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Review: ‘Boy Meets Girl’

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Love transcends gender.
By Megan Smith

On the surface, Boy Meets Girl has all the elements of your run-of-the-mill coming-of-age drama. Within minutes, it’s obvious that Kentucky twenty-somethings Ricky (Michelle Hendley), the beautiful small-town girl with big-city dreams, and her handsome good-ol’-boy best friend, Robby (Michael Welch, Twilight series), are destined for one another. But in the same short amount of time it takes to see the sparks between these two, we find out that the confident and spunky Ricky is a transgender woman.

DVDCoverWith Boy Meets Girl, director Eric Shaeffer (If Lucy Fell) tells a love story that transcends gender and casts off labels to let truth shine through. But unlike most love stories, this one isn’t so cut-and-dried. Best friends since elementary school, Robby insists that he only has sisterly love for Ricky. She, on the other hand, has had it with boys who only want to enjoy the sexual aspects of a relationship.

Things take a turn when Francesca (Alexandra Turshen, The Handout Saint), a gorgeous Southern debutante, returns home from her stay at boarding school. At first glance, Ricky labels Francesca as another rich, stuck-up conservative, but soon learns there’s much more than meets the eye. The two strike up an intense friendship that quickly develops into more—despite the fact that Francesca is engaged to a Marine fighting overseas. After making a fashion video for Ricky’s YouTube channel, the two share a tender first kiss that exudes both the passion and fear that goes along with stepping into uncharted waters.

The label-free essence of Boy Meets Girl is nicely wrapped up in an exchange between Francesca and Ricky following the first time the two women sleep together. Since neither has been romantic with another woman before,
Francesca asks Ricky whether this makes her gay, bisexual, or at least “something.” Ricky’s response is that it simply makes her “human.”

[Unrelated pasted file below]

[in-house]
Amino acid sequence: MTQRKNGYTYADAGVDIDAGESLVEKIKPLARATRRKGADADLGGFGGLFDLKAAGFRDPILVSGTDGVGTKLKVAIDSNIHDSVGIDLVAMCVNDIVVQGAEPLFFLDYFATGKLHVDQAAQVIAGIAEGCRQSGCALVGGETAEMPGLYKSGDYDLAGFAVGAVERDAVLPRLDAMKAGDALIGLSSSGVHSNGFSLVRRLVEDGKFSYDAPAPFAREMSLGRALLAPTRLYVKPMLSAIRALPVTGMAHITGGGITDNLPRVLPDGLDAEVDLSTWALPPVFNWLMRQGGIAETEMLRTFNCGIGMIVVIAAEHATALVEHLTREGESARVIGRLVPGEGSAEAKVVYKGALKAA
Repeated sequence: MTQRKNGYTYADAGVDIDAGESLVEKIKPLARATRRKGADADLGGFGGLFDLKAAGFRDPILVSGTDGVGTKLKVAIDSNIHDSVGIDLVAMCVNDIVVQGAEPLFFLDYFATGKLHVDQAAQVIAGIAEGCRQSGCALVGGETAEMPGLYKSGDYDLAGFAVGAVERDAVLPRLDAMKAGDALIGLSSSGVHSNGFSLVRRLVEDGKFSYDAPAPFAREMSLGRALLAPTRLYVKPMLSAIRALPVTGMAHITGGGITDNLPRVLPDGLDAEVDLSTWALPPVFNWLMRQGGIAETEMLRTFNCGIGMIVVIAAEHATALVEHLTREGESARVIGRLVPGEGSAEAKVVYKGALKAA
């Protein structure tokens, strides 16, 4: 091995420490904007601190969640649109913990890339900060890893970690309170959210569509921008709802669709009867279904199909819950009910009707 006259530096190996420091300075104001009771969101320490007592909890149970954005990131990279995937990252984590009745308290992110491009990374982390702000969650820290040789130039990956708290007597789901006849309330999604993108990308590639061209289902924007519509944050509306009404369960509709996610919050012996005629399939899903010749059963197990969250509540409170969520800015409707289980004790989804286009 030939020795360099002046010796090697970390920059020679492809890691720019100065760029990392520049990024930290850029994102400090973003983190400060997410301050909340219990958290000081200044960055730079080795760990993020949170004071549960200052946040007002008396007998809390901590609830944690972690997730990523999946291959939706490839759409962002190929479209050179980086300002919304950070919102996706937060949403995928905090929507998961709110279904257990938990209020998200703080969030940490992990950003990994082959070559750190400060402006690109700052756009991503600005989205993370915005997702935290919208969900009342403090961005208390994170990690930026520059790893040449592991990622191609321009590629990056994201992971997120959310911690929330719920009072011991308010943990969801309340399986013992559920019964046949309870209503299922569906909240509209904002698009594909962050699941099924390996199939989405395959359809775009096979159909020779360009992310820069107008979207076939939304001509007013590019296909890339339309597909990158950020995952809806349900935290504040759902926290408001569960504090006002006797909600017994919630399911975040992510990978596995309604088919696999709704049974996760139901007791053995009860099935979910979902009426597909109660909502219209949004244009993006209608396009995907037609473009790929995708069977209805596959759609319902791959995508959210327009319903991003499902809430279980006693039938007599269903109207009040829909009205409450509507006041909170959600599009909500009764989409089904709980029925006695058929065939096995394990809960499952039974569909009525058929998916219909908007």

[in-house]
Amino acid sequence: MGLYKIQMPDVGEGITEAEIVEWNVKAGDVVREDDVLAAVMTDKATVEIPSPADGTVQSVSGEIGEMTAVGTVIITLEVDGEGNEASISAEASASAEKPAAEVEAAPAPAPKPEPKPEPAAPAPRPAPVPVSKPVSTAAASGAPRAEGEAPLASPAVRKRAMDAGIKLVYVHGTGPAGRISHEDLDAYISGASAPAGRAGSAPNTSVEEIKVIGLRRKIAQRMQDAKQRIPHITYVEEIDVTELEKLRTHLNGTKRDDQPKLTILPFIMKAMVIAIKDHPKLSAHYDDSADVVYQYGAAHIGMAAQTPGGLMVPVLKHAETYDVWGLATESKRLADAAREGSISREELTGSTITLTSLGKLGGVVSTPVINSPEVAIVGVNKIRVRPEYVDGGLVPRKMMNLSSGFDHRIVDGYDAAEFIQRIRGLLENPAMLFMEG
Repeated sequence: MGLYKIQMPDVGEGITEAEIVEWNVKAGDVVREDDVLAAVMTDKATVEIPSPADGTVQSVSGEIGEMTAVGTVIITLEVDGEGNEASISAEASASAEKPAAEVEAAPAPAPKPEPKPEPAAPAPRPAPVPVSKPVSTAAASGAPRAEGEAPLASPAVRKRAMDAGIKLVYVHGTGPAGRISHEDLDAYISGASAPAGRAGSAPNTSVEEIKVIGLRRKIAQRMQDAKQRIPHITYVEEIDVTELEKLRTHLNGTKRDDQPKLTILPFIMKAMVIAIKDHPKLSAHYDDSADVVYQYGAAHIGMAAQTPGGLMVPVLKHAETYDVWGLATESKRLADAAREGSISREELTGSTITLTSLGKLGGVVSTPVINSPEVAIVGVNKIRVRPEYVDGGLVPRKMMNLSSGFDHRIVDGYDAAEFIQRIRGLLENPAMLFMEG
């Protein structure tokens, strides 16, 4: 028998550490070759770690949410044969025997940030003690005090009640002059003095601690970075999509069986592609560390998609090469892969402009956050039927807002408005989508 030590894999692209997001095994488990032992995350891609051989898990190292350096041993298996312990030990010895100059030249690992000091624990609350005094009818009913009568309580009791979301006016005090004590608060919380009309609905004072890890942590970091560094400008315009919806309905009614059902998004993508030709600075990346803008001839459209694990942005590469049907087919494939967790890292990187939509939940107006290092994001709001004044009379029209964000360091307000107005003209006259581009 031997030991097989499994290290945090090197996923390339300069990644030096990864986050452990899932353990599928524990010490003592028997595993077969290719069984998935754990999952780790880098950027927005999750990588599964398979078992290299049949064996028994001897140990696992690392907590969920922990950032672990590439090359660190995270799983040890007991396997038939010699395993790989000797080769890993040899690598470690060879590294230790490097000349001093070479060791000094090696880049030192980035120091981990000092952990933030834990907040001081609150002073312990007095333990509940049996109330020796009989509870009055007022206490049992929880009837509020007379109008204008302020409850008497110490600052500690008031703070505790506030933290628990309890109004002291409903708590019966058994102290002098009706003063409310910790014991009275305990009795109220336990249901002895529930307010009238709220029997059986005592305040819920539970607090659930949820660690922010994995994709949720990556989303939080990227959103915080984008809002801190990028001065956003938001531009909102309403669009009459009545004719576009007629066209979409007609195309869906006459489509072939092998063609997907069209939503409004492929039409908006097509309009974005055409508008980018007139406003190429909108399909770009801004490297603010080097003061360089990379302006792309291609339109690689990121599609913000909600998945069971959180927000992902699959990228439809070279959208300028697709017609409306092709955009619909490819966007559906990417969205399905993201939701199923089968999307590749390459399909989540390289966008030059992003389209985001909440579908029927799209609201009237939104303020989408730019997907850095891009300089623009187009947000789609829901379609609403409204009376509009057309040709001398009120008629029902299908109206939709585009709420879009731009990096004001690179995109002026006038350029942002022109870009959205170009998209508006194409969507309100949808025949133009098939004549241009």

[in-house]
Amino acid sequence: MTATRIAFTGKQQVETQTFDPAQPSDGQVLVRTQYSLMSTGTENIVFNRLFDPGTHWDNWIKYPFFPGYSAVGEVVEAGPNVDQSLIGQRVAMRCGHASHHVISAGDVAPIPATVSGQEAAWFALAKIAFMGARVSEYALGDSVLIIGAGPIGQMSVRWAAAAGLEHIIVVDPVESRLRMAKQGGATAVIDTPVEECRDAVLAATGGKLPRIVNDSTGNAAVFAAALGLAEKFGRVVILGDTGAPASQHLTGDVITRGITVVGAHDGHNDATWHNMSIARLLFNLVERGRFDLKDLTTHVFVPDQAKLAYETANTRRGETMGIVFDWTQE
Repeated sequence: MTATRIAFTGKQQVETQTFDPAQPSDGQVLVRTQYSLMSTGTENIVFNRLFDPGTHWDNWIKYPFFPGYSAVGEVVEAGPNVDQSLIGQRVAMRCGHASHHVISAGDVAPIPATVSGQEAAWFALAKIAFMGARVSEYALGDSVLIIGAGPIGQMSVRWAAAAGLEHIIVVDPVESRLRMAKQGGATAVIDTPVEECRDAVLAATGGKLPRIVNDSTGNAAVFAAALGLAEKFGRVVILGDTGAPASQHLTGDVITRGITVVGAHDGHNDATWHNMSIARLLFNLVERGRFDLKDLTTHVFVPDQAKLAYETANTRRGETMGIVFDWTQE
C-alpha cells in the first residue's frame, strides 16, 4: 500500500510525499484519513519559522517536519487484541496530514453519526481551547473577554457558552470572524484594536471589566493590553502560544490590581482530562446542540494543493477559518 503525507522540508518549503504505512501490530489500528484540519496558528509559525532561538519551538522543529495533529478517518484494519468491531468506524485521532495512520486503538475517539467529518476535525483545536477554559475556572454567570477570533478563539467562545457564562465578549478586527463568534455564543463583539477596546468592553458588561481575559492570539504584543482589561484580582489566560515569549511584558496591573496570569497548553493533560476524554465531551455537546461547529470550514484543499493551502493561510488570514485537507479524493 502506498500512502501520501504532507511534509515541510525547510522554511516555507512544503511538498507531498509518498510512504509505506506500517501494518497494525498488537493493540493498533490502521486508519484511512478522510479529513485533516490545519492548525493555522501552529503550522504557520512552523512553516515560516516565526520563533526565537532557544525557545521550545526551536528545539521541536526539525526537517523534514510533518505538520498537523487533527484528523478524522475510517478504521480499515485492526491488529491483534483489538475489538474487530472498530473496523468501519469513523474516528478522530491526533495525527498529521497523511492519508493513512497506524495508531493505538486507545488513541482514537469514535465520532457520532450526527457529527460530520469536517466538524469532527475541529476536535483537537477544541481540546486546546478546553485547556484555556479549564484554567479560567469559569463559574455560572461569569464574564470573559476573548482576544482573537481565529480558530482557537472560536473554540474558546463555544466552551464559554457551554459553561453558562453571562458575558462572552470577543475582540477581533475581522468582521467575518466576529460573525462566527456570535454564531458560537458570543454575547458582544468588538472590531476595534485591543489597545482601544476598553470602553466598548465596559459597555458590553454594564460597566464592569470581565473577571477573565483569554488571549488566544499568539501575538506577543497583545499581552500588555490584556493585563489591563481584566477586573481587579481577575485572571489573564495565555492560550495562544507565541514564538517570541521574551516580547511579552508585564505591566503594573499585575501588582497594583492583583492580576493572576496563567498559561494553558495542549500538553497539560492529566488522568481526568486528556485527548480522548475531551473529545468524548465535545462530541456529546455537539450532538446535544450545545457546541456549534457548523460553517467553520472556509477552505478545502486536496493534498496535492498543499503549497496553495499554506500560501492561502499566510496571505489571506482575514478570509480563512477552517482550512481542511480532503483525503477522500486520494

Yet, genuine affection cannot always translate into lasting love. Francesca’s fiancé (who initially appears to be staunchly transphobic—but again, there’s more than meets the eye) unexpectedly returns home and pushes up the couple’s wedding date. Knowing that what they have isn’t forever, Ricky commits a selfless act and lets Francesca go—and unknowingly opens the door for Robby to enter her life in a new way.

Ricky and Francesca’s relationship not only serves as an avenue for the women’s self-exploration, but for Robby’s as well—he’s forced to accept his true feelings for Ricky. Faced with the reality of losing Ricky forever, Robby lets go of his preconceived notions of gender and sexuality and gives in to his feelings of romantic love for his best friend.

Given the history of monstrous misrepresentations of trans people in film, I have to admit my stomach clenched when Ricky first stands fully exposed in front of Robby during their nude love scene—afraid that I would witness a horrific repeat of the likes of Sleepaway Camp. But to my delight and surprise, Boy Meets Girl handles the love scene with respect and grace, relaying the beauty and normality of trans bodies.

Shaeffer—who discovered Hendley on YouTube after watching her videos documenting her transition—should also be commended for casting a real-life transwoman in the role of Ricky. Her performance exudes authenticity and does great justice to this complex character.

Although the circumstances presented in Boy Meets Girl may seem a little far-fetched—it’s hard to believe that everyone in small-town Kentucky accepts Ricky as a transgender woman with such ease—the film is a refreshing take on how the world should be, where people are viewed as humans rather than labels.

Available from Wolfe Video (


Megan Smith

Megan Smith is the Assistant Editor for OutSmart Magazine.
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